Bottom line: We are not the result of some random, blind process. No, each of has that divine spark, the breath of God, his divine image, that enables us to have free choice. We are grateful for that incalculable gift.
In our series of gratitude we seen gratitude for things little and things great. We've also talked about gratitude during affliction, specifically the afflictions of depression and conflict. To resolve conflict is more than "I win, you lose". It involves a choice to come to Jesus, come to his mercy: Forgive us our trespasses as we forgive those who trespass against us. Coming to Jesus requires a choice. That's our theme today: gratitude for free choice.
We take freedom of choice for granted. Many people, however, think that freedom of choice is impossible. They believe we are the result of a random, material process - that you and I have no more free choice than a seagull or a snail. This idea predates Charles Darwin. Even back in St. Paul's day, certain people thought our lives are predetermined, that we have no true free choice.
St. Paul didn't see it that way. He writes, "I, a prisoner for the Lord, urge you to live in a manner worthy of the call you have received..." Paul may have been in prison but he was one of the freest men in the Roman Empire. He urged Christians to make a choice - to live in manner worthy of the call we have received "with all humility and gentleness, with patience, bearing with one another through love..." Even though we are naturally inclined to pride and arrogance, we can choose humility and gentleness.
Paul adds, "striving to preserve the unity of the spirit through the bond of peace..." To strive means to make a choice - and keep at it.
You and I have free choice. Freedom of choice, unfortunately, has been debased. For some people it means choosing to take drugs or watch pornography. Those choices don't bring freedom. They bring slavery.
I have to say something that pains me: people telling our young people that free choice means they can have someone kill their own baby. I've talked with my great nieces and other young women I love. I say to them, "We don't want you to become pregnant, but if you do, please, do not kill your baby. We will help you." Sadly, when a young woman finds herself pregnant, she feels she has no choice. We want them to have genuine choice. That's why we're having the drive to support Two Hearts Pregnancy Aid. For a young woman in a troubled pregnancy and for the dad, we want real choice.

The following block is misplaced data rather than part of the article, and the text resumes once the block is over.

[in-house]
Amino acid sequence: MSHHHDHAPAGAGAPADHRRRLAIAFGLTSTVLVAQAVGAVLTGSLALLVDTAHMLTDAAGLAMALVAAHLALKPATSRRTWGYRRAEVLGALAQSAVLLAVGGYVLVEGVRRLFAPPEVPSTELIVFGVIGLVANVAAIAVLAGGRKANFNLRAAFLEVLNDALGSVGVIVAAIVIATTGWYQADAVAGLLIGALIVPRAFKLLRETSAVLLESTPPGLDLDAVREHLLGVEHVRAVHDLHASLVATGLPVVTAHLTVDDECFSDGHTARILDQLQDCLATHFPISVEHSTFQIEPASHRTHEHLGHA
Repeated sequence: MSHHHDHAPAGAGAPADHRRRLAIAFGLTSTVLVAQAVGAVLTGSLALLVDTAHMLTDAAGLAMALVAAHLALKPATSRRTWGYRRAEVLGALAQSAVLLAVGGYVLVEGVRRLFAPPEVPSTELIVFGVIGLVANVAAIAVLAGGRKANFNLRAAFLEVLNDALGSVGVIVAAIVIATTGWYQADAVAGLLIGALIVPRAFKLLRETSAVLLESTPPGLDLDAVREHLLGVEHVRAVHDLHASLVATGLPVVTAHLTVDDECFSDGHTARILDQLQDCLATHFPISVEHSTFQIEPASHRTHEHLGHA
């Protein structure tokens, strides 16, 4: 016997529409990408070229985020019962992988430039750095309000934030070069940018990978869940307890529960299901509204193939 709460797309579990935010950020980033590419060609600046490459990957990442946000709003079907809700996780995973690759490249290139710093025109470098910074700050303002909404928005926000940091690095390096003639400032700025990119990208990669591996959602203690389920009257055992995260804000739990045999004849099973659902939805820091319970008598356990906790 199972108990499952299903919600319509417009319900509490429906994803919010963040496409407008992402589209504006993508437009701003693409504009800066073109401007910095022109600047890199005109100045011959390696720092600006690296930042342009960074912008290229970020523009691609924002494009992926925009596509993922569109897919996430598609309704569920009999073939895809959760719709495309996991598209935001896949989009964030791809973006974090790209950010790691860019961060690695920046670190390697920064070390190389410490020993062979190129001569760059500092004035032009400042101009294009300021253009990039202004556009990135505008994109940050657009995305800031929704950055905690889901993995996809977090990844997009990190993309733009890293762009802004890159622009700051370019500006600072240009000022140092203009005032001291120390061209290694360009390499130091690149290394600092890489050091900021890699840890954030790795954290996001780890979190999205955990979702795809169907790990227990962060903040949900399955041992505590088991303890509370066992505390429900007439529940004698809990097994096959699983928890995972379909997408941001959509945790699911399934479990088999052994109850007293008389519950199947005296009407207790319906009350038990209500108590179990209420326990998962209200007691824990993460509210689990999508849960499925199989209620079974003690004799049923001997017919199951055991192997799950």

Choice is a precious gift. God gave it to us when he created us in his image. We are grateful for that gift.
I'd like to mention one way to exercise that gift - how I learned the secret of a smile. The choice to smile is pretty small in comparison with other choices, but it can make a huge difference. When I was in junior high, I read an article that said before you enter a room, think of something you are grateful for. Maybe some person. That will bring a smile to your face. It worked. Sometimes it's hard and I admit I often don't do it. But when I consciously think about something - or someone - I'm grateful for, it brings a smile. And to smile naturally makes a person feel better. Even if you are alone, a smile will pick you up.
If you get only one thing from this series on gratitude, learn or relearn the secret of a smile. It's the best gift you can give to people close to you. In fact, next Sunday we will talk about the duty of happiness - that our own happiness is one of the greatest gifts we can give to people near us.
You might react, how can happiness be a duty? We'll talk about that next week. St. Paul tells us to "put on the new self". As we will see, the "new self" is the true self. That's for next Sunday.
What we want to take home today is that we are not the result of some random, blind process. No, each of has that divine spark, the breath of God, his divine image, that enables us to have free choice. We are grateful for that incalculable gift. Amen.
Spanish Version (Word document)
From Archives (17th Ordinary Sunday - Year B):
Seapadre Homilies: Cycle A, Cycle B, Cycle C
Audio Files of Homilies (Simple Catholicism Blog)
Are these homilies a help to you? Please consider making a donation to St. Mary of the Valley Parish.
Other Priests' Homilies, Well Worth Listening:
Fr. Kurt Nagel
Fr. Frank Schuster
Fr. Brad Hagelin
Fr. Jim Northrop
Fr. Michael White
Fr Pat Freitag (and deacons of St. Monica)
Bishop Robert Barron
Parish Picture Album
MBC - Mary Bloom Center, Puno, Peru